Due to the global Covid-19 pandemic, the medical device industry is rapidly adopting and integrating telehealth technologies. In order to monitor the spread of the disease and to better understand the virus, numerous medical companies are developing and integrating artificial intelligence (AI), machine learning (ML) and wearable technology into traditional healthcare. But while AI and ML seem to be finding suitable niches within the medical industry, according to the latest survey, wearable devices might not be suitable for usage.
In 2019, the wearable tech market was worth nearly $27bn. According to GlobalData forecasts, this is likely to grow to $64bn by 2024, growing at a compound annual growth rate (CAGR) of 19%. Although the wearable device market is increasing every year, medical professionals question its functionality and usefulness in the medical industry.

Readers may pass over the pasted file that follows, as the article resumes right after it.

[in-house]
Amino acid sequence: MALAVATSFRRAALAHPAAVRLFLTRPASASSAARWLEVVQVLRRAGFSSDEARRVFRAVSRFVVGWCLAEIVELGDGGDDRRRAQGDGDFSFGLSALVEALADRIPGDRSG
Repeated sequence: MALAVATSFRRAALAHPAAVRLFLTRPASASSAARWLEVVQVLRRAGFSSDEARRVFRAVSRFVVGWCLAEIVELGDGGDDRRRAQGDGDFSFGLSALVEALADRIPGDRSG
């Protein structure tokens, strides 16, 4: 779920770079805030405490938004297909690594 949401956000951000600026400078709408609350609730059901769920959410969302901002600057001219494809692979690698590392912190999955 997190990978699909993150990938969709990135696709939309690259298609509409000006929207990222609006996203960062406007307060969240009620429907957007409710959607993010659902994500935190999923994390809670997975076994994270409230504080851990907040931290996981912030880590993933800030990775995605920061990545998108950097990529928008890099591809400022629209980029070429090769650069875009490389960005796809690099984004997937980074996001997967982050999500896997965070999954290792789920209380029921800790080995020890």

Wearable devices are designed to better suit consumers, and while they do gather consumer data, physicians are sceptical of such information. In order to better suit the needs of medical professionals and stay relevant in the medical industry market, companies producing wearable devices need to design and publish studies that document the accuracy of data from such devices across various populations.
Despite the scrutiny over the usage of wearable devices in the medical industry, some applications currently in development are promising, such as one that evaluates patients’ mental health by tracking their keystrokes. While there are opportunities for these devices in the medical industry, it is clear that their functionality has to be re-evaluated in order to make them more accessible to patients and reliably useful for doctors.